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Sexual conflict over floral receptivity

Lankinen, Åsa LU ; Hellriegel, B and Bernasconi, G (2006) In Evolution 60(12). p.2454-2465
Abstract
In flowering plants, the onset and duration of female receptivity vary among species. In several species the receptive structures wilt upon pollination. Here we explore the hypothesis that postpollination wilting may be influenced by pollen and serve as a general means to secure paternity of the pollen donor at the expense of female fitness. Taking a game-theoretical approach, we examine the potential for the evolution of a pollen-borne wilting substance, and for the coevolution of a defense strategy by the recipient plant. The model without defense predicts an evolutionarily stable strategy (ESS) for the production of wilting substance. The ESS value is highest when pollinator visiting rates are intermediate and when the probability that... (More)
In flowering plants, the onset and duration of female receptivity vary among species. In several species the receptive structures wilt upon pollination. Here we explore the hypothesis that postpollination wilting may be influenced by pollen and serve as a general means to secure paternity of the pollen donor at the expense of female fitness. Taking a game-theoretical approach, we examine the potential for the evolution of a pollen-borne wilting substance, and for the coevolution of a defense strategy by the recipient plant. The model without defense predicts an evolutionarily stable strategy (ESS) for the production of wilting substance. The ESS value is highest when pollinator visiting rates are intermediate and when the probability that pollen from several donors arrives at the same time is low. This finding has general implications in that it shows that male traits to secure paternity also can evolve in species, such as plants, where mating is not strictly sequential. We further model coevolution of the wilting substance with the timing of stigma receptivity. We assume that pollen-receiving plants can reduce the costs induced by toxic pollen by delaying the onset of stigmatic receptivity. The model predicts a joint ESS, but no female counter-adaptation when the wilting substance is highly toxic. This indicates that toxicity affects the probability that a male manipulative trait stays beneficial (i.e., not countered by female defense) over evolutionary time. We discuss parallels to male induced changes in female receptivity known to occur in animals and the role of harm for the evolution of male manipulative adaptations. (Less)
Please use this url to cite or link to this publication:
author
; and
organization
publishing date
type
Contribution to journal
publication status
published
subject
keywords
receptivity, floral longevity, arms race, pollen competition, protandry, pollination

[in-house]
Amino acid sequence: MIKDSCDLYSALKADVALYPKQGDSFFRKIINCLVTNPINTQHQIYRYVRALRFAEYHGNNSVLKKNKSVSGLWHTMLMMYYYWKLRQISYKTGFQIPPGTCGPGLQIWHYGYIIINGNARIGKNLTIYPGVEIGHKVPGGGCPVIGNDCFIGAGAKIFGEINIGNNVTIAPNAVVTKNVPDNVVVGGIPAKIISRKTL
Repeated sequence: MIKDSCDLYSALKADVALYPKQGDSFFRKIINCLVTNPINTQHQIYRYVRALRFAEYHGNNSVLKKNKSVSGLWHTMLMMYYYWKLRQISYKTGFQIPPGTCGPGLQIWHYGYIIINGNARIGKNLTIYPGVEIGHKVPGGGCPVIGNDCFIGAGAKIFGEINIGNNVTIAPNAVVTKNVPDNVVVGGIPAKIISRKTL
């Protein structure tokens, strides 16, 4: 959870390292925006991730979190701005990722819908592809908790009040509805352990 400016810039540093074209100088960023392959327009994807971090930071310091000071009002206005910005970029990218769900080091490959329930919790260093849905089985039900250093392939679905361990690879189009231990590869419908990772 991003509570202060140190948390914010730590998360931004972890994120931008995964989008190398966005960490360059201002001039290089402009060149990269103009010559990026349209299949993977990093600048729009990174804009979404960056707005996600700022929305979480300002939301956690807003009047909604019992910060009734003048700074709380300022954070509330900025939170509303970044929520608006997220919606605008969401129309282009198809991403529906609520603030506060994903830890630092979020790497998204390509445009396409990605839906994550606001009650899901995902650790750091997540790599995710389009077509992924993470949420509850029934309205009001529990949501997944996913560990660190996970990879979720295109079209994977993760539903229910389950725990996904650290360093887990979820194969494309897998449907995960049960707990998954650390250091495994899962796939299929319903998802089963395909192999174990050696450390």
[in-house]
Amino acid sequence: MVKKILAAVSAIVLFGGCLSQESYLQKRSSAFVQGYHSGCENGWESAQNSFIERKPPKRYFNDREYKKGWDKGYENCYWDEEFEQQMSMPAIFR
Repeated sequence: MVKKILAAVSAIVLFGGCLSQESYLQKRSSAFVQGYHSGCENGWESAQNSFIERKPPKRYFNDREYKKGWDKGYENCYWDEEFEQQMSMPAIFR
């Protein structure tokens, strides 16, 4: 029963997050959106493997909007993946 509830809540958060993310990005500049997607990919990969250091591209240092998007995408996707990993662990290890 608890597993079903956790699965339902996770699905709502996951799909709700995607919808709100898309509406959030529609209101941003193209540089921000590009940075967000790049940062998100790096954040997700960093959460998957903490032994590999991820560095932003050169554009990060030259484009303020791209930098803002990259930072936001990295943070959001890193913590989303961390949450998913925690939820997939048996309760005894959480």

in
Evolution
volume
60
issue
12
pages
2454 - 2465
publisher
Wiley-Blackwell
external identifiers
  • wos:000243394300004
  • scopus:33846857537
ISSN
1558-5646
DOI
10.1554/06-259.1
language
English
LU publication?
yes
additional info
The information about affiliations in this record was updated in December 2015. The record was previously connected to the following departments: Plant Ecology and Systematics (Closed 2011) (011004000)
id
57d02f09-2d7f-4fbb-b02a-cf270bf8b3bc (old id 165243)
date added to LUP
2016-04-01 16:40:01
date last changed
2021-03-24 05:43:08
@article{57d02f09-2d7f-4fbb-b02a-cf270bf8b3bc,
  abstract     = {In flowering plants, the onset and duration of female receptivity vary among species. In several species the receptive structures wilt upon pollination. Here we explore the hypothesis that postpollination wilting may be influenced by pollen and serve as a general means to secure paternity of the pollen donor at the expense of female fitness. Taking a game-theoretical approach, we examine the potential for the evolution of a pollen-borne wilting substance, and for the coevolution of a defense strategy by the recipient plant. The model without defense predicts an evolutionarily stable strategy (ESS) for the production of wilting substance. The ESS value is highest when pollinator visiting rates are intermediate and when the probability that pollen from several donors arrives at the same time is low. This finding has general implications in that it shows that male traits to secure paternity also can evolve in species, such as plants, where mating is not strictly sequential. We further model coevolution of the wilting substance with the timing of stigma receptivity. We assume that pollen-receiving plants can reduce the costs induced by toxic pollen by delaying the onset of stigmatic receptivity. The model predicts a joint ESS, but no female counter-adaptation when the wilting substance is highly toxic. This indicates that toxicity affects the probability that a male manipulative trait stays beneficial (i.e., not countered by female defense) over evolutionary time. We discuss parallels to male induced changes in female receptivity known to occur in animals and the role of harm for the evolution of male manipulative adaptations.},
  author       = {Lankinen, Åsa and Hellriegel, B and Bernasconi, G},
  issn         = {1558-5646},
  language     = {eng},
  number       = {12},
  pages        = {2454--2465},
  publisher    = {Wiley-Blackwell},
  series       = {Evolution},
  title        = {Sexual conflict over floral receptivity},
  url          = {http://dx.doi.org/10.1554/06-259.1},
  doi          = {10.1554/06-259.1},
  volume       = {60},
  year         = {2006},
}